What is OWASP?
The OWASP or Open Web Application Security Project is a nonprofit foundation dedicated to improving software security. It operates under an open community model, meaning that anyone can participate in and contribute to OWASP-related online chats and projects. The OWASP ensures that its offerings (online tools, videos, forums, events, etc.) remain free and are easily accessible through its website.
What is the OWASP Top 10?
The OWASP Top 10 is a list of the most critical web application security risks. The OWASP Top 10 provides detailed rankings and remediation guidance for the top 10 most critical web application security risks. The OWASP has maintained its Top 10 list since 2003, updating it every two to four years in accordance with advancements and changes in the AppSec market. OWASP’s latest Top 10 list was published in Q4 of 2021, while the previous report had been published in 2017.
Why is the OWASP Top 10 needed?
The OWASP Top 10 is a great foundational resource for developing secure code. According to research, a scan of 130,000 applications found that nearly 68% of apps had a security flaw that fell into the OWASP Top 10. The report provides actionable information that serves as a checklist and internal web application development standard for many of the world’s largest organizations. Its main purpose is to offer developers and web application security professionals insight into the most prevalent security risks so that they may fold the report’s findings and recommendations into their own security practices, thereby minimizing the presence of known risks in their applications. By writing code and testing with these risks in mind, developers can create secure applications that keep their users’ data safe from attackers.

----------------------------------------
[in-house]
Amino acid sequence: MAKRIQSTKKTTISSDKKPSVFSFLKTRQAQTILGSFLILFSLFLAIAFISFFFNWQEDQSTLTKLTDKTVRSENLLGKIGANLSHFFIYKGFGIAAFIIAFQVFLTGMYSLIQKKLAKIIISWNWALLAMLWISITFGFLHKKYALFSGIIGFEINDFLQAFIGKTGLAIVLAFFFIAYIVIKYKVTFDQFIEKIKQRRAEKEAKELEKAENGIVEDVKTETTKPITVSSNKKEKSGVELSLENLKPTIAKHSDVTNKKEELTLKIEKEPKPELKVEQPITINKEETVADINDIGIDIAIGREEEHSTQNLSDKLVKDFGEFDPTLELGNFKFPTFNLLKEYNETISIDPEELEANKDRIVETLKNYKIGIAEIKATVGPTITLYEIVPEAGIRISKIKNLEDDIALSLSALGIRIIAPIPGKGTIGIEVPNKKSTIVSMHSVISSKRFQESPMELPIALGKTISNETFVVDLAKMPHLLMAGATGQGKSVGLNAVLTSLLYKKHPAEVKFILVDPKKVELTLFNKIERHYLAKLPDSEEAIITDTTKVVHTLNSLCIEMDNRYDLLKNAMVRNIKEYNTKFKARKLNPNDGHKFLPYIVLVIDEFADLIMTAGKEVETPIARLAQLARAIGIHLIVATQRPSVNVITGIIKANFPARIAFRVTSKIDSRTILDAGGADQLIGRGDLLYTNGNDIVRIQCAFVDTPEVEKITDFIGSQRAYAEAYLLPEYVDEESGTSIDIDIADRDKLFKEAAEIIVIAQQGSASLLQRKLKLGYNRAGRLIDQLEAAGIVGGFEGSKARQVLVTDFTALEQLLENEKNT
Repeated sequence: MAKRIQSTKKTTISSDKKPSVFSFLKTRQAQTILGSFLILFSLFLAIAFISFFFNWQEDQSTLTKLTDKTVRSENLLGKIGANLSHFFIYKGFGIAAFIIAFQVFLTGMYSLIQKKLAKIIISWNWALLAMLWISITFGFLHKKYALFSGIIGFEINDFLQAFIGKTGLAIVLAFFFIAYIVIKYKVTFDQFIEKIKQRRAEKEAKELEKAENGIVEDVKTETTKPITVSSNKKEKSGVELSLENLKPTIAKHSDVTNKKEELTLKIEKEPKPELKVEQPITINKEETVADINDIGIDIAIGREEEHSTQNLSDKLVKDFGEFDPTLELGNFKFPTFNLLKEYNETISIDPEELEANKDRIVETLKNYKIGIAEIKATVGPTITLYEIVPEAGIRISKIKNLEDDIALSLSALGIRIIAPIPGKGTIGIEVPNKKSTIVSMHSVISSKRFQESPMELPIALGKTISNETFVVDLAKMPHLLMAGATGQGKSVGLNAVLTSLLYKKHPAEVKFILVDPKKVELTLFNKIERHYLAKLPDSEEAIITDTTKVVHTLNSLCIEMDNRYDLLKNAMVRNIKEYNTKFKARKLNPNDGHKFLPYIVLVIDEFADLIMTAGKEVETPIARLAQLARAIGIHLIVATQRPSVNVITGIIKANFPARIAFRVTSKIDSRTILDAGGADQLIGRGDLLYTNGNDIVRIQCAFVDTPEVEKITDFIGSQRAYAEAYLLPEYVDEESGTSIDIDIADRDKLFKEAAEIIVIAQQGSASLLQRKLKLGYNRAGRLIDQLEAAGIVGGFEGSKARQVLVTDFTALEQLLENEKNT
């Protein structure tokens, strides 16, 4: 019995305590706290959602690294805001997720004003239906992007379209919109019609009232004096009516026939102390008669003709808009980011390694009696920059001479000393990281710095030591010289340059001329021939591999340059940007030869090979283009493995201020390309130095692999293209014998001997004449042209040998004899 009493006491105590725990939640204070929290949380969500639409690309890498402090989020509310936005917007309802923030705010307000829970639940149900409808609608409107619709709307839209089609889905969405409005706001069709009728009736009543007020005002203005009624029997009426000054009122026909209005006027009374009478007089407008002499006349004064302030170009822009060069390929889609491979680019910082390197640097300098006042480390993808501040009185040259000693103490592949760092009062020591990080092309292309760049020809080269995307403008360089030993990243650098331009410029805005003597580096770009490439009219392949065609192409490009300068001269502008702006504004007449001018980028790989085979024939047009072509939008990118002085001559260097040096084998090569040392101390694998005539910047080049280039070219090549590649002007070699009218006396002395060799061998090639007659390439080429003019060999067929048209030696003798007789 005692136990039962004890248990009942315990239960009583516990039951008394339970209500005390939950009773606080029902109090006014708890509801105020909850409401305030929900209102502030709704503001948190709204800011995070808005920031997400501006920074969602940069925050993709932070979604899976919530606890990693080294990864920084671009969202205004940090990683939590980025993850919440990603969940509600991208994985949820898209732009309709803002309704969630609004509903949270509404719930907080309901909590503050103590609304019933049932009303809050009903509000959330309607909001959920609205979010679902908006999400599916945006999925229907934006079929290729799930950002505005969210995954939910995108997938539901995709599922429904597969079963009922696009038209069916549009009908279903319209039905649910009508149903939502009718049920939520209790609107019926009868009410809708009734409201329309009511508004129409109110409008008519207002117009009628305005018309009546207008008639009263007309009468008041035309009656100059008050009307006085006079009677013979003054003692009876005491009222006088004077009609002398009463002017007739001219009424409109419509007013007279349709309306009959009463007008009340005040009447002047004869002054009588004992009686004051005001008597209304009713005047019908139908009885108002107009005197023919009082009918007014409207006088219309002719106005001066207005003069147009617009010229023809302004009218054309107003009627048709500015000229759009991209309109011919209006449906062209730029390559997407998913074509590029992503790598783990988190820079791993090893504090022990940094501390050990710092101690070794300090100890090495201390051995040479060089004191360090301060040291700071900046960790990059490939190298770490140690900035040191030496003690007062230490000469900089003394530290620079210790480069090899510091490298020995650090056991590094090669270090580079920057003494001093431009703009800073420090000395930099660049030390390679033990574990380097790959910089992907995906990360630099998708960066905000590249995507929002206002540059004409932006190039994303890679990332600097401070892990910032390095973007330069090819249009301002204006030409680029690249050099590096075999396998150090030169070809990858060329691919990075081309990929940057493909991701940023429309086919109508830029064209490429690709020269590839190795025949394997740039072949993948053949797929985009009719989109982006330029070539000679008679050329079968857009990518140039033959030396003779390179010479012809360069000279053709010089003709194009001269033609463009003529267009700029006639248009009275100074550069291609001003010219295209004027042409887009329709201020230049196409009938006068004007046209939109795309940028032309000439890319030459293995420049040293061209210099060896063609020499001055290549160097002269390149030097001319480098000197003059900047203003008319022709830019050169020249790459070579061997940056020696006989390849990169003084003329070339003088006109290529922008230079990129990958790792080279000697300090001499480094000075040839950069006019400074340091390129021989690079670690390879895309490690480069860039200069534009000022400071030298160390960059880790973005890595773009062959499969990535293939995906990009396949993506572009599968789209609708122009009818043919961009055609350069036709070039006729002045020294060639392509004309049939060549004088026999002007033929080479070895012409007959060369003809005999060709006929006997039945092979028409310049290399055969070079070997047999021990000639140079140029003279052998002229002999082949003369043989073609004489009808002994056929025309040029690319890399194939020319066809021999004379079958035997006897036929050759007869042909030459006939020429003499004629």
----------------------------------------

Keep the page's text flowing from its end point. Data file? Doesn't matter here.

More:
Auditors often interpret a company's failure to address the OWASP Top 10 as an indication that it might not be meeting other compliance requirements either. On the other hand, incorporating the Top 10 into the software development life cycle (SDLC) shows that a company is committed to industry best practices for secure development.
How does the OWASP Top 10 gather its knowledge?
The OWASP Top 10 isn’t just a list. It assesses each flaw category using the OWASP Risk Rating methodology and provides guidelines, examples, best practices for preventing attacks, and references for each risk.
The risk ranking is based on a consensus among security experts from around the world and it leverages the extensive knowledge and experience of the OWASP’s open community contributors. The ranking is in accordance with the frequency of discovered security defects, the severity of the uncovered vulnerabilities, and the magnitude of their potential impacts.
OWASP Top 10 Vulnerabilities in 2022 (published September 24, 2021)
- Broken access control: Website security access management must limit visitor access to only those pages or sections needed by that type of user. Some 94% of applications were tested for some form of broken access control.
- Cryptographic failures: Data in transit and at rest (passwords, credit card numbers, health records, personal information, business secrets, etc.) require extra protection due to the potential for cryptographic failures, known as sensitive data exposures.